George Floyd killed. Just as the US economy was struggling to come back online following the COVID-19 lockdown, the killing of George Floyd and resulting protests could potentially worsen the pandemic globally. Coincident with a weakening US dollar and strengthening equity market, financial markets appear unaffected by the event. Many believe that the deep sense of unease which has followed Mr. Floyd’s death however, may weaken overall consumer confidence and impact the fall elections.


What’s in play?

European Commission proposes stimulus. The European Commission, the executive branch of the European Union responsible for proposing legislation across the EU, has proposed a €750B spending program to help member nations recover from the economic effects of COVID-19. Some individual EU countries, especially in the north, have questioned the fairness of the grants for other countries (mostly those in the southern Europe). The spending program, should it pass, will further financially integrate eurozone nations. Financial markets cheered the stimulus effort with the euro enjoying a 5-day rally after the EC announcement.

US/China tensions renew fears of protracted trade war. China’s president Xi Jinping sees his country emerging from the pandemic stronger relative to the US and other countries. Even so, as the country seeks to impose new national security laws on Hong Kong, potentially disrupting the “one country, two systems” accommodation for the city in place since the early 1980s, many believe President Trump may further harden his stance against the country—especially during this election year. Although investors may see the negative economic impact of COVID-19 as transitory, trade impasses between the US and China could continue for the long-term.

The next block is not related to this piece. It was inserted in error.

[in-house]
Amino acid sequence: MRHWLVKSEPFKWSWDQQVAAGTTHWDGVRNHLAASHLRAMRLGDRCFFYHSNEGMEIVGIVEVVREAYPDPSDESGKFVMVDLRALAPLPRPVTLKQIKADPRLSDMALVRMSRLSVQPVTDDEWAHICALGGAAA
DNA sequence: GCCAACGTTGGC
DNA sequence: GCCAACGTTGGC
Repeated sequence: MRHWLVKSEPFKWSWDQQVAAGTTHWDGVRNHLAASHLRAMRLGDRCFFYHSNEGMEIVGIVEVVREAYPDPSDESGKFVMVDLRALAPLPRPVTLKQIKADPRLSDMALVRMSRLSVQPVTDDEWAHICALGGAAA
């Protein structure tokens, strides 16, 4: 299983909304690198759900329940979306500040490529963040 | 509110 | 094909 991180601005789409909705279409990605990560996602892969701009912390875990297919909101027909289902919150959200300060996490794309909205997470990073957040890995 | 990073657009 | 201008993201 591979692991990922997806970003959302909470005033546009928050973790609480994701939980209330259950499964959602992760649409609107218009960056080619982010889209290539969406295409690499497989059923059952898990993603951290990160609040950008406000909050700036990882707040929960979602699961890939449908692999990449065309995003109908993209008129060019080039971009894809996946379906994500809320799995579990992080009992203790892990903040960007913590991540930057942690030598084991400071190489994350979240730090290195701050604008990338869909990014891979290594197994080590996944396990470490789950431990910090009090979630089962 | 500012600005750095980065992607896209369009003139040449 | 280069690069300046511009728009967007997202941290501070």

Foreign Direct Investment scrutinized. The Organization for Economic Cooperation and Development (OECD) projects Foreign Direct Investment (FDI) to shrink 30% in 2020. The fall-off may be explained in part to COVID-19, but analysts believe the imposition by developed member nations of barriers to investment following suspicious trade practices may be responsible for the larger share of the fall-off. Even with the decline in foreign direct investment, exchange markets are unlikely to be impacted by reduced cross-border payments.